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Yukun Chen Subramani Mani Discovery Systems Lab (DSL) Department of Biomedical Informatics Vanderbilt University May 2010

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Introduction Datasets in the challenge Probabilistic models Querying methods Other methods for active learning Experiments and Results Conclusion 2

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Active learning challenge is based on the pool-based active learning model. Practically, labeling is costly but observational data is abundantly available at low cost. Active learner could find the most informative instance and perform high learning accuracy with minimal querying cost. In the challenge, we need to optimize the global score (ALC score) by implementing probabilistic prediction model, querying strategy, and more. Learning from datasets in the challenge is not easy because the data is very sparse, is unbalanced for class label, has high dimensional feature space, and has missing values. Uncertainty sampling with biasing consensus (USBC) is our basic active learning strategy for prediction and querying for labels. 3

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4 Development DatasetsFinal Datasets

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Random Forests (RF) classifier is the basic prediction model we used in this challenge. We built a multi-model committee with multiple RF classifiers. The final prediction was based on consensus posterior probability (CPP): We also considered the variance of posterior probabilities from multiple models. The high-variance filter was used in querying method. 5

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Querying method ranks the samples based on the informative values, and outputs the most informative sample(s) to query. Least confidence with bias (LCB) was our basic querying method. The informative value of sample is a function of CPP and bias factor pp (the positive fraction for the current training set in active learning). 6 Pmax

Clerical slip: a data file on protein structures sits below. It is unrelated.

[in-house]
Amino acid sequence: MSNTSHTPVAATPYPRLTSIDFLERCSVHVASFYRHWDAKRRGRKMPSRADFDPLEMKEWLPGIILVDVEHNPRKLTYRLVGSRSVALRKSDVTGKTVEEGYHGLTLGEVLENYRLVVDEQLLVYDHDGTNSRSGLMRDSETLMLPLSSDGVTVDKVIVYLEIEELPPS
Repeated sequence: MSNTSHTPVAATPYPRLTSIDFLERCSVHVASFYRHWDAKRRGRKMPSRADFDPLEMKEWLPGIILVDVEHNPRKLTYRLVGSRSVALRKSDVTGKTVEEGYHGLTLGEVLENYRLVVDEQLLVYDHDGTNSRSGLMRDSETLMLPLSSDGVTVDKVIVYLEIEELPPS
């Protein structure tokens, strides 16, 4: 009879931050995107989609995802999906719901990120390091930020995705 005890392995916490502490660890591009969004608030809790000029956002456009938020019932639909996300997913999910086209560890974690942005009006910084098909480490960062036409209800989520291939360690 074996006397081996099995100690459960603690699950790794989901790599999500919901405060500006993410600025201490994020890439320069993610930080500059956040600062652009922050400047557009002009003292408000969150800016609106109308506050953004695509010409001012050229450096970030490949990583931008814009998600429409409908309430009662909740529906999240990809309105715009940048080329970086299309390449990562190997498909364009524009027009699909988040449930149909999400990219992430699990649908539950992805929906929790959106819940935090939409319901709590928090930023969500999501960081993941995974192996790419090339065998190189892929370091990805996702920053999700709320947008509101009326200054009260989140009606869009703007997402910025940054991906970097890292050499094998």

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It is very important to have a good starting point on the learning curve in active learning, which is the prediction performance by knowing just one positive label. Pure unsupervised learning method (for example the metric based on distance, similarity, clustering result) might not be good enough to make prediction. We combined unsupervised and supervised learning: (1) For all samples, compute the cosine similarity to the positive-labeled seed; (2) Assign negative labels to K samples with smallest cosine similarity values; (3) Train the training set with one given positive sample and K predicted negative samples by our multiple models, and predict for other samples. Here is our comparison result between cosine similarity function and semi-supervised learning method for the initial AUC: 7 Dataset Name Initial AUC by Cosine Similarity Function Initial AUC by semi-supervised learning HIVA /– 0.41% /– 0.65% IBN_SINA /– 0.28% /– 0.28% NOVA /– 0.39% /– 0.38% ORANGE /– 0.51% /– 0.78% SYLVA /– 0.27% /– 0.22% ZEBRA /– 0.27% /– 0.48%

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For some datasets (ZEBRA, ORANGE, HIVA, and NOVA), our models did not have a good prediction when the size of training set is small. The bad initial performance could badly affect the global score based on learning curve in Log2 space (see the learning curves with respect to initial batch size). We ran batch size validation to search for the minimal sufficient size of initial training set. This prevented a significant drop in performance at the beginning for our prediction model. Batch size validation result figure for ZEBRA, IBN_SINA and NOVA: 8